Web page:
Watson v. Cass County, 010912 MNWC, WC11-5296

Docket Nº:WC11-5296
Case Date:January 09, 2012
SALLY A. WATSON, Employee,
No. WC11-5296
Minnesota Workers Compensation
Workers’ Compensation Court of Appeals
January 9, 2012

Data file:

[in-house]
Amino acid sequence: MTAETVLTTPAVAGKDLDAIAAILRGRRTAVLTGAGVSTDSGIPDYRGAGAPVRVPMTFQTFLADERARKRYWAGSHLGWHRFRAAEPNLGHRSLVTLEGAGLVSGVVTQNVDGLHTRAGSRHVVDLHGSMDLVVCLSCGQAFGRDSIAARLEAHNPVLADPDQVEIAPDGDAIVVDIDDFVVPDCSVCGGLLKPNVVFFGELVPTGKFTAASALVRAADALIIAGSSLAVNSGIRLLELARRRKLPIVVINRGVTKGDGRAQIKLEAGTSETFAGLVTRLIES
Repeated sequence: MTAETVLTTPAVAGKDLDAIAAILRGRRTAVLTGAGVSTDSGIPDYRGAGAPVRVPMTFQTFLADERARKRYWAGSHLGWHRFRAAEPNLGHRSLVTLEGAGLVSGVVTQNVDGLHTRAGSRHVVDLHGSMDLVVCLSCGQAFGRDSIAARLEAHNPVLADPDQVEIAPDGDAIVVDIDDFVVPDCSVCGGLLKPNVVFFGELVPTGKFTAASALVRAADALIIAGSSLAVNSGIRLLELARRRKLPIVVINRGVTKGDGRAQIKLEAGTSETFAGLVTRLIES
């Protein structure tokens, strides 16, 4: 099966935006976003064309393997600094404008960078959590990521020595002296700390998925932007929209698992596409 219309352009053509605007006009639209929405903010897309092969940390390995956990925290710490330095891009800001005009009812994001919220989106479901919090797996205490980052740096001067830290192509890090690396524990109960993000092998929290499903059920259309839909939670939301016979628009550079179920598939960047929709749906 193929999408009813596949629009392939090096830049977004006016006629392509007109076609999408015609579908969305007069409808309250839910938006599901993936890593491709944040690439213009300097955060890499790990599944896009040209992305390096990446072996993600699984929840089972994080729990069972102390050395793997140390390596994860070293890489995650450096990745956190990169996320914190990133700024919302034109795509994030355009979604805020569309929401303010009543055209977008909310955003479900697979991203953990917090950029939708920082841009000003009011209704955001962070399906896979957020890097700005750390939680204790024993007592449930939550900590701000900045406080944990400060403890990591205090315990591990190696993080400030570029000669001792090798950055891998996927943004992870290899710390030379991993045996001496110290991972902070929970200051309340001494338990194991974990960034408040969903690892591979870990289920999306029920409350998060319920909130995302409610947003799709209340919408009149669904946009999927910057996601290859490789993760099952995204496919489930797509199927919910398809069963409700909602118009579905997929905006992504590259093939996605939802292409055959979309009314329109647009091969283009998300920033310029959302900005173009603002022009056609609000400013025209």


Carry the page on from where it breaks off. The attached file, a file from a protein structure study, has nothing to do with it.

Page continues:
HEADNOTES          TEMPORARY PARTIAL DISABILITY - SUBSTANTIAL EVIDENCE; JOB SEARCH. A job search is not required for an award of temporary partial disability benefits, but the nature and extent of any job search is evidence which the compensation judge may consider in determining the employee’s earning capacity. The compensation judge did not err by awarding temporary partial disability benefits where the employee was working full time and cooperating with rehabilitation services.          Affirmed.           John P. Bailey, Bailey Law Office, Bemidji, MN, for the Respondent.           Timothy P. Jung, Lind, Jensen, Sullivan & Peterson, Minneapolis, MN, for the Appellant.           Determined by: Milun, C.J., Wilson, J., and Pederson, J.           Compensation Judge: James F. Cannon           OPINION           PATRICIA J. MILUN, Judge          The self-insured employer appeals from the compensation judge’s determination that the employee is entitled to temporary partial disability benefits. We affirm.          BACKGROUND          On December 15, 2006, Sally A. Watson, the employee, sustained a work-related back injury while working as a corrections officer for Cass County, the employer, which was self-insured for workers’ compensation liability. The employer paid various workers’ compensation benefits, including medical expenses, rehabilitation benefits, and temporary total disability benefits from December 17, 2006, through December 13, 2008. The employer did not have light-duty work available for the employee that could accommodate the employee’s permanent restrictions.1          The employee began working with QRC Carmen Eberhardt in March 2007. On August 14, 2008, the employee signed a job placement plan and agreement which included a requirement that the employee conduct a job search within a 50-mile radius of her home near Walker, Minnesota. Barriers to employment noted in the rehabilitation records included the rural area where the employee lived and her limited educational and vocational history. At the onset of rehabilitation services, the employee expressed her worries about driving beyond the Walker area to job search. She clearly stated her preference to find a job in the Walker area “as she [did] not wish to drive out of town, especially during the winter.”2          On January 13, 2009, the employee began working as a substance abuse technician full time at First Step, which included driving, chaperoning, and monitoring teens and adults at outpatient chemical dependency programs. At that point, the QRC assessed job placement services with the employee were concluded based on the employee’s full-time job. In a February 2009 rehabilitation report, the QRC recommended closing the rehabilitation file since a rehabilitation conference scheduled for February 10, 2009, was cancelled by the employer and the employee was no longer participating in rehabilitation services. In a March 2009 rehabilitation report, the QRC recommended closing the file or suspending rehabilitation services given the fact that the employee had been working in a full-time position. There is no record of a response by the employer to the QRC after the claims representative withdrew a rehabilitation request in February of 2009. It was the employee’s attorney who requested that the rehabilitation file remain open since the employee was working full time at less than her pre-injury wage but the employer was not paying temporary partial disability benefits. On April 16, 2009, the parties signed a rehabilitation plan amendment to keep the file open for services as requested and where appropriate. On September 24, 2009, the insurer agreed to suspend rehabilitation services for 90 days since the QRC had not been providing active services for several months and the employee was working full time.          From November 17 through December 16, 2009, the employee was laid off and received unemployment benefits while her employer was changing locations. The employee then returned to work part time for First Step at the new location. In January 2010, the parties agreed to another 90-day suspension of rehabilitation services. In April 2010, the employee’s QRC once again recommended closing the employee’s rehabilitation file. Thereafter, the employee stopped working...

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